I love plants and so does my mom! My husband enjoys our plant addition and our house is a bit of a jungle to be honest, with my work desk soon having no more room for any more plant pots. We even have a tomato plant in our bathroom (we got two giant windows right in the bathroom which I find rather inconvenient in general, but it worked out good for the tomato plant) that’s been yielding modest, but consistent crop of cherry tomatoes over the last couple months. 🙂
Among the herbs some of my most favorite are Thyme and Rosemary for their smell. Thyme also makes a very lovely smelling herb tea that is especially good with some white chocolate 🙂 . And since we live in Colorado during the cold months my outdoor thyme plants are dormant and the rosemary plants don’t make it here. Recently I was searching for thyme plants to purchase as a gift for another herb-addict friend of mine and was surprised at the cost of tiny little pots of these plants. So it occurred to me to look into propagation. I wish I thought of it earlier, as we propagate many plants and flowers in our garden – you get lots of free plants this way! But somehow I never thought Thyme and Rosemary were the type I could propagate from cuttings. Turns out quite the opposite – nothing could be easier and all you need a few sprigs of either plant which you can get at any grocery store!
- Get few sprigs of rosemary and thyme. You can clip from existing plant or buy little herb bunches sold at grocery stores. I bought 1 packet of organic thyme and 1 packet of organic rosemary from a local supermarket.
- Choose those sprigs that have most green and flexible stems, not the woody ones. Both plants root easily, nonetheless not all sprigs give roots. So select as many sprigs as you wish to get new plants plus few more.
- Gently strip away the leaves from the few inches/cm of the bottom part of the stems.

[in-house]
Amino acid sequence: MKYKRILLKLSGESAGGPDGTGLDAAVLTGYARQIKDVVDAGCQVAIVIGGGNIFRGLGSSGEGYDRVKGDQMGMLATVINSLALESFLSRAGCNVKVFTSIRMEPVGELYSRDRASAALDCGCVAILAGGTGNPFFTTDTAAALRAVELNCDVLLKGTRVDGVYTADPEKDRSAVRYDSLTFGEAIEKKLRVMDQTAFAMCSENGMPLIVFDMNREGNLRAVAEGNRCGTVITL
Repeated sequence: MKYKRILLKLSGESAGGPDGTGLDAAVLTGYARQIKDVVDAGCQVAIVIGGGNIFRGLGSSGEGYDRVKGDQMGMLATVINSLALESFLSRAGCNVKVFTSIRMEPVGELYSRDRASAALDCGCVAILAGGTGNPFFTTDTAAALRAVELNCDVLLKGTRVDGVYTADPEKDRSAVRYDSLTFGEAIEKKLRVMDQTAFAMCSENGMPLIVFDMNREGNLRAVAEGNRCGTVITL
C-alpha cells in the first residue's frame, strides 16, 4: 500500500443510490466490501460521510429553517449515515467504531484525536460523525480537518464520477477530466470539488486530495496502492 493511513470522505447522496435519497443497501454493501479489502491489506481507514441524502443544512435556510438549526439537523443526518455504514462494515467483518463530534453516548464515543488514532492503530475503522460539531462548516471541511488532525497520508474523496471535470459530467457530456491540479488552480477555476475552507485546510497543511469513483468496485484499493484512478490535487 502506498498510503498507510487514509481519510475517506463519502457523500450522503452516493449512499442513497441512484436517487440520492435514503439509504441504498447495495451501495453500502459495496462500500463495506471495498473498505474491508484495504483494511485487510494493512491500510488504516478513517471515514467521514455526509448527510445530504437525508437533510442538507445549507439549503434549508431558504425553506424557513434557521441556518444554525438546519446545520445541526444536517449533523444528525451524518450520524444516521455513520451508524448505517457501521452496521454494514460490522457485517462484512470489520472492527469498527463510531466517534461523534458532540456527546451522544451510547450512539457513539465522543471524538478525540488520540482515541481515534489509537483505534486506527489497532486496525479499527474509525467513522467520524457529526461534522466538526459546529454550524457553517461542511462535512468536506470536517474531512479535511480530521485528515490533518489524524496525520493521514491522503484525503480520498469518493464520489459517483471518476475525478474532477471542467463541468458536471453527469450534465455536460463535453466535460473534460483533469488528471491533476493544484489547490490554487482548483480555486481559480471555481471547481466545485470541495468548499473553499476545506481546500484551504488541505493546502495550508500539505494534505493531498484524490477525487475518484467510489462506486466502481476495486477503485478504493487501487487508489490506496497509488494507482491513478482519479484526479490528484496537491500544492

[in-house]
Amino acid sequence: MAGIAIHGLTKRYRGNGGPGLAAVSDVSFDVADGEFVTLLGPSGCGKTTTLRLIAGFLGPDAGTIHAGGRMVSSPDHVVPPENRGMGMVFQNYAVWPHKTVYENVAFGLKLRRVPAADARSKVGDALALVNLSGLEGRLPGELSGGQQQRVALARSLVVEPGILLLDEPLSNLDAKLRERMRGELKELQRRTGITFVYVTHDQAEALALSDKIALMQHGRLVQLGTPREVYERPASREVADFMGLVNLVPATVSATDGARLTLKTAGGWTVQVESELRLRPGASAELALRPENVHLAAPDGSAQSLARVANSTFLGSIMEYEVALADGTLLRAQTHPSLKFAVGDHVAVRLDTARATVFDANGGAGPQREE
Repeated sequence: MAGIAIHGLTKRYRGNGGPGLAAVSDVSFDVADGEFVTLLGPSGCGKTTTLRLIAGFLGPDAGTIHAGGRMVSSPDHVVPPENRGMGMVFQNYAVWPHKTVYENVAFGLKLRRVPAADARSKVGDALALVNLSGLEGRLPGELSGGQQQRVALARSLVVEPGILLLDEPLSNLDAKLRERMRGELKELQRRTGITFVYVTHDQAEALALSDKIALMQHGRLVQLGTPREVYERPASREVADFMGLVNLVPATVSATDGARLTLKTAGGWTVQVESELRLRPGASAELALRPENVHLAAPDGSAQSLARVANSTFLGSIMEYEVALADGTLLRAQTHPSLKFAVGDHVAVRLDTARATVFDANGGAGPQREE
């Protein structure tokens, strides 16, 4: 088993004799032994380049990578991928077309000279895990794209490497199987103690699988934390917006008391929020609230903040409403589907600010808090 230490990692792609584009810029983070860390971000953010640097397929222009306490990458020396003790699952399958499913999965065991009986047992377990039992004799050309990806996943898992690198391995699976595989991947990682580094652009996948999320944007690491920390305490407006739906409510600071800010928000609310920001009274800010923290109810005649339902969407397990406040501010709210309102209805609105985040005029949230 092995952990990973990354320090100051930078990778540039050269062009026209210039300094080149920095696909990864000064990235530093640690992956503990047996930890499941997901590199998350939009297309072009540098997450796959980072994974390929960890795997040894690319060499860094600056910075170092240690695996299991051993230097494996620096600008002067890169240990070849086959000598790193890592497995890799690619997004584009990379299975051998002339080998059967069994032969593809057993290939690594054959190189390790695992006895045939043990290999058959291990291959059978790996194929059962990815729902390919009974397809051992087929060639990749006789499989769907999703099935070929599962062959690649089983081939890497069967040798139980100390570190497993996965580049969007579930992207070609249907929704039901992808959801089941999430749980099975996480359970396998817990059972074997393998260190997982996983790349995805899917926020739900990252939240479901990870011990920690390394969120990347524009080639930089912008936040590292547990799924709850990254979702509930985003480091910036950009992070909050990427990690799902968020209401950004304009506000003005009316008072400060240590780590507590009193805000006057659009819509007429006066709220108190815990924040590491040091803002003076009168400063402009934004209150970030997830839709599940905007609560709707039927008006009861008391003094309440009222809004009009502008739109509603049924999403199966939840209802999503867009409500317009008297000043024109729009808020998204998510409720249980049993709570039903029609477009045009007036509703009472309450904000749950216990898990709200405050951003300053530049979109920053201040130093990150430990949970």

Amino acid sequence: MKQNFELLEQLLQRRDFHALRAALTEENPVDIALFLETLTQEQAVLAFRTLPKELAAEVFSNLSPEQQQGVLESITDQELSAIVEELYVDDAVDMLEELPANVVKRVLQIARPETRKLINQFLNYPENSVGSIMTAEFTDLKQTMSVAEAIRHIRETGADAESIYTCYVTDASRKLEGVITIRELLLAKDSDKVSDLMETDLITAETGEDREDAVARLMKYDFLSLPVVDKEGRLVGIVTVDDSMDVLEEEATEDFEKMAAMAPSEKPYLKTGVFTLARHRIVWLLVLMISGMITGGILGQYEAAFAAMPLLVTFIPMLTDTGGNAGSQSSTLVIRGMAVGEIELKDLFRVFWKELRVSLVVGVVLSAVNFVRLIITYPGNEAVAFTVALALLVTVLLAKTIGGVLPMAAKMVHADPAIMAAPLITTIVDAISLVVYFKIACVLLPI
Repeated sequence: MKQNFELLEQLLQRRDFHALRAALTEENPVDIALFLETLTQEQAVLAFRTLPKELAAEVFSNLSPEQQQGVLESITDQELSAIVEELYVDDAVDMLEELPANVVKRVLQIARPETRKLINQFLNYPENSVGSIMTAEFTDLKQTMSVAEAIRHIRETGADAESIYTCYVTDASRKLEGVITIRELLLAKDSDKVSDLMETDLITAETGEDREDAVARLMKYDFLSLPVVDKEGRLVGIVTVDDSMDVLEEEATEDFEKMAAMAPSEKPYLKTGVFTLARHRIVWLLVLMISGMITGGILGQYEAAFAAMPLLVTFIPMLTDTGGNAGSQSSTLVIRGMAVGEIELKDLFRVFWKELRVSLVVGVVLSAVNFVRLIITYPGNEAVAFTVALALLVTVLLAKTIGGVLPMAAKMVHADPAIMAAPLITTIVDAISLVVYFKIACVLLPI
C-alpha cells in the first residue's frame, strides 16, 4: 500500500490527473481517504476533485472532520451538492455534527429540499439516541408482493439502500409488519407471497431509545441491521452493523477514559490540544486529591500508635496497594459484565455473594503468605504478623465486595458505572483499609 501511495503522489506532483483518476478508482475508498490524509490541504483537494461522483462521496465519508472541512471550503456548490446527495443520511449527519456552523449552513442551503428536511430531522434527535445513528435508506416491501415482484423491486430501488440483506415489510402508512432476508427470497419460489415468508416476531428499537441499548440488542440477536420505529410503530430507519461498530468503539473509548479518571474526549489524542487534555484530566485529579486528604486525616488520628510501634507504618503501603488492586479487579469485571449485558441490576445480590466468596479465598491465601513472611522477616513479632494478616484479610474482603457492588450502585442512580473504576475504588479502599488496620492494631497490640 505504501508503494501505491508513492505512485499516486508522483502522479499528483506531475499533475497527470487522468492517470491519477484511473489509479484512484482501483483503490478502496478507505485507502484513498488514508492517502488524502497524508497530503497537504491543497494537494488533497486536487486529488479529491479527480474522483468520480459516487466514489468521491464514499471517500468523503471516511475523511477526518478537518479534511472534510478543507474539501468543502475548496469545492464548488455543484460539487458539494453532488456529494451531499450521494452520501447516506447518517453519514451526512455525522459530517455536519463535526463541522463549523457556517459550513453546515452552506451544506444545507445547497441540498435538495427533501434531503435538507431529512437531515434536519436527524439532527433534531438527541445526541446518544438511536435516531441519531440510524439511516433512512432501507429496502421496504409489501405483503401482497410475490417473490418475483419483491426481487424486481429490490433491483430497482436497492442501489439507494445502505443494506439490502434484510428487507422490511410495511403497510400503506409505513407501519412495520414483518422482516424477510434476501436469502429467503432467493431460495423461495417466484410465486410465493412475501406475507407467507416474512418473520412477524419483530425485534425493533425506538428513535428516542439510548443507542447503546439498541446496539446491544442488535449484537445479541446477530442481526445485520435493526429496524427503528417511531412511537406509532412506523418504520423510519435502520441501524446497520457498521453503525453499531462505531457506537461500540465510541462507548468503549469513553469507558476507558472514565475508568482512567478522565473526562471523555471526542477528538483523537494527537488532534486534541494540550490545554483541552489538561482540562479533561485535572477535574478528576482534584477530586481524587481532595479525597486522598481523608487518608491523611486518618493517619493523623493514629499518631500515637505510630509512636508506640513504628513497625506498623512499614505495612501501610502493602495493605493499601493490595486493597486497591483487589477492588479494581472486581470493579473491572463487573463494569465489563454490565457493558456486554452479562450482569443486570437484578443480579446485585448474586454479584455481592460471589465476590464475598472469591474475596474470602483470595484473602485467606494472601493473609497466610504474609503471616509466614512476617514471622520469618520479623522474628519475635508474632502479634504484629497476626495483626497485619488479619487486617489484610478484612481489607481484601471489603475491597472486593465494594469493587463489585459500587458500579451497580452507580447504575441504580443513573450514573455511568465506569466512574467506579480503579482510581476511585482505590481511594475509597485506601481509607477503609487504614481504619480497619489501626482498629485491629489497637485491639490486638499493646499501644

- Place in water. Do not use narrow top bottles. I heard it prevents proper air access. And true enough all the sprigs I did have in a narrow top bottles didn’t make it. I just used left over spice jars and they did great!
- I think it took about a week or so for the first roots to appear on Thyme. Rosemary took a bit longer. But in any case, give them few weeks, changing water regularly. Use nice, room-temperature non-chlorine water.
- Once the roots appear – plant away! I had many thyme sprigs that rooted, so planted 2 in each little pot. I got 20 plants going right now on my window sill!
- If some of your sprigs became rather tall while living in water – clip them back a bit as it is more difficult for plant to establish new root system while it also has to sustain large top part.
- Keep a close eye on your freshly planted plants to ensure they don’t go dry.
Here are my planted thyme and rosemary plants that are 2-3 weeks old now. They live on my west-facing window sill and have been rather easy to carry for. I’ve cut back my Thyme plants quite a bit already to make tea. And one of my rosemary plants even started blooming! Normally I would cut it back to help plant save the strength, but the little flower is so lovely and it helps the wait of much anticipated growing season!
P.S. Other plants that I found propagate very easily from cuttings are (a) roses, (b) hydrangeas, (c) willows, (d) geraniums and (e) Blue Mist Spirea. Roses are a bit more delicate and often require being planted directly in soil under a cloche (we just use cut-off plastic bottle halfs) for a long time instead of going into a jar of water. Nonetheless, they do propagate from cuttings and we got a number of free rose bushes around our yard this way!